Drenthe is a province in the northeast of the Netherlands. It is bordered by Overijssel in the south, Friesland in the west, Groningen to the north and the German districts of Emsland and Bentheim in the east. Drenthe is the least populated province of the Netherlands and offers swamps and hunebedden (dolmens).
- — capital of Drenthe, once a year the famous TT Assen is staged here
- — a village - region is not flat, by Dutch standards, but quite hilly with forests, lakes, and the largest hunnebed of the Netherlands
- — old fortified town in the south
- — good access point for the Dwingelose heide, a national park
- — old village, nowadays its municipality is larger than Assen, famous for its zoo
- — old town, serving as a junction of waterways
- — old village
- — in WWII a large transport camp was outside this village, from which many Jews had been transported, now a museum
- — old village in the north of the province, once a year a big animal market is held here
Throughout all of Drenthe, many dolmens (hunebedden) can be found. The reason for their creation is speculated, but never the less they are worth having seen.
With a population density of 181.9 citizens per square kilometre, Drenthe is the least dense province. The land is mostly used for agricultural needs, and the only densely populated areas of the province will be found in the semi-industrial cities of Assen and Emmen.
Like the rest of the Netherlands, most citizens living in Drenthe speak Dutch. Most of the population can understand and speak English and German decently. The province also has one of the most known dialects of the country, Drèenths. This dialect isn't spoken in the cities much. Instead you'll find it on the countryside, which Drenthe has plenty of. The dialect is as well-known as it is due to the Nederpop (Dutch pop) band Skik, which between 1997 and 2000 produced songs in Drèents. Their most popular song is Op Fietse, which describes a tour of Drenthe by bike.
By planeThe international Groningen Airport (GRQ) is actually on the outskirts of Eelde in Drenthe (and not far from Groningen either), and sees limited yet slowly growing number of connections. Bus number 9 takes only 5 minutes to get to the centre of Eelde and the journey costs €1.26. If you go the other direction, to the terminus in De Punt, you can change to a bus 50 to Assen (add extra 30 minutes and €3.31), where you can change to trains and further buses traversing Drenthe.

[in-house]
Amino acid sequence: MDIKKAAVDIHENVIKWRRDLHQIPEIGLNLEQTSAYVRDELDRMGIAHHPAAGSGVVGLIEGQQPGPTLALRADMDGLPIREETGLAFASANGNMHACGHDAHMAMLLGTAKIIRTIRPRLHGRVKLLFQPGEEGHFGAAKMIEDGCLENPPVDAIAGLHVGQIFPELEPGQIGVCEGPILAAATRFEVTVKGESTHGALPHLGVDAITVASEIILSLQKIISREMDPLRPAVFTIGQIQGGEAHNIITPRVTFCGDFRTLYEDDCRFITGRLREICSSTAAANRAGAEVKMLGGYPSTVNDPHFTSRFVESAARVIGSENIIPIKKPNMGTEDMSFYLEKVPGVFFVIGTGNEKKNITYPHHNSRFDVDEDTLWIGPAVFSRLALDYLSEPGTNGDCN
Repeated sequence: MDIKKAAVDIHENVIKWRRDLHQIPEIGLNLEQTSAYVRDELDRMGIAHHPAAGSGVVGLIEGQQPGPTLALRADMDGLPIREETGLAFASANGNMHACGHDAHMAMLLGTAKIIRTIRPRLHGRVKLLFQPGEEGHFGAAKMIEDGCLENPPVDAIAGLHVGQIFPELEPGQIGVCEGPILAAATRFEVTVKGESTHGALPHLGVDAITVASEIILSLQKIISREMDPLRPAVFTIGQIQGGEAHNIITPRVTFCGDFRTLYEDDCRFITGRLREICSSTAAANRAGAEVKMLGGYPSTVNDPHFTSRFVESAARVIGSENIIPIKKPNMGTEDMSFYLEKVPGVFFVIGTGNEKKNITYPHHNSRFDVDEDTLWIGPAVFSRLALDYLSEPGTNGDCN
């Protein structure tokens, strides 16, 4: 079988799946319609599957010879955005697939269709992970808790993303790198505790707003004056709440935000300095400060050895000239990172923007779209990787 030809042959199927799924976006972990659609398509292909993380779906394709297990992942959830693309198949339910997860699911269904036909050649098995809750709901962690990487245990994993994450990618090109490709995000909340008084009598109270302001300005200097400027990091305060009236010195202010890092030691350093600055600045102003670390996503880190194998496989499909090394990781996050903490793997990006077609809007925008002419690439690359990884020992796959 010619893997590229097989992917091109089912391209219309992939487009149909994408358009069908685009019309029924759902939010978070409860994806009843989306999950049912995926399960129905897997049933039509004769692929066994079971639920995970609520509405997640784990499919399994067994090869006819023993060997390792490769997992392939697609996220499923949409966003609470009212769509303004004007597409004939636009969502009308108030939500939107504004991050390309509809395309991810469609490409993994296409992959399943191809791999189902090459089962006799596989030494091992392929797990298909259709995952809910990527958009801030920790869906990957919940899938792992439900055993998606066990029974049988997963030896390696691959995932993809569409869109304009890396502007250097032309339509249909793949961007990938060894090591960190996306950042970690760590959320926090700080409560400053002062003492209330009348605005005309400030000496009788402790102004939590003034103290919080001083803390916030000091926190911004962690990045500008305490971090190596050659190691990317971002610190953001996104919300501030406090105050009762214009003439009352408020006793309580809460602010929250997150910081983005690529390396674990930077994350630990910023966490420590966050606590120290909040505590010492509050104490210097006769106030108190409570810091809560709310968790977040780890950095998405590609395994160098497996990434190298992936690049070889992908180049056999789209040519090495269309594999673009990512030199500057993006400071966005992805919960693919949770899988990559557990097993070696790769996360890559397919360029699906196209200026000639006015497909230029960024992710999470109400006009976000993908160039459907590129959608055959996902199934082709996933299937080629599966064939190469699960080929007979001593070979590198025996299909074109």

The Amsterdam Airport Schiphol is one of the world's best-connected hubs, but it is at least 180 km by road from Assen (at least 2 hours drive in normal conditions), or almost 2h30mins by train, with a change of trains required in Amsterdam. Journey cost should not exceed €30. Other airports in the Netherlands or neighbouring Germany are even farther away.
By trainIt is easiest to come o Drenthe by train from Utrecht or Groningen. If you want to visit Emmen you can take a bus from Groningen or take a train from Zwolle.
Within the province, travel by bus is possible. But the best way to explore is by bike. As there are many little nice villages and small places to visit, it is a good idea to go exploring by bike. Cycleways are found throughout the whole province.
As for travel by car, the motorways
can be found in the province. Other major (regional) roads are the
Explore the Dwingelose Heide or visit the Netherlands' biggest Hunebed in Borger. The International Wooden Shoe Museum in Eelde, near Groningen, is a museum for clogs, clog-making equipment and machinery. It has the largest collection of wooden footwear in the world.
Borger itself is far from interesting, but in the wider region many people spend holidays there. Many forests are to be found here, with little lakes to swim in. This is not a flat region, by Dutch standards, but quite hilly. Also, a large sheep festival is held every year in Exloo.
Orvelte is a park with old houses. Very interesting, it gives a glimpse of the countryside in past centuries. It is free to enter the village, but some sights and activities charge €2-5, parking is €4.
Outside the village of Westerbork was a large transport camp from which many Jews had been transported. This is now a museum.
Rent a bike and explore the region. Visit little villages, have a drink. Take in some food in some of the excellent restaurants you will come across. If you are getting too tired, put your bike on the train. If you head to Westerbork, consider an organized bike tour for an extra dose of history.
There are fine next stops in every direction. Head north to explore the lively student city of Groningen, or south to explore the historic towns of the Eastern Netherlands. Of course, other destinations in the Netherlands are just a quick ride away, so if you haven't checked out the major tourist destinations of Amsterdam and Delft, nothing is stopping you from heading out west. If you're looking to cross the border with Germany, Meppen is just on the other side and a popular shopping destination.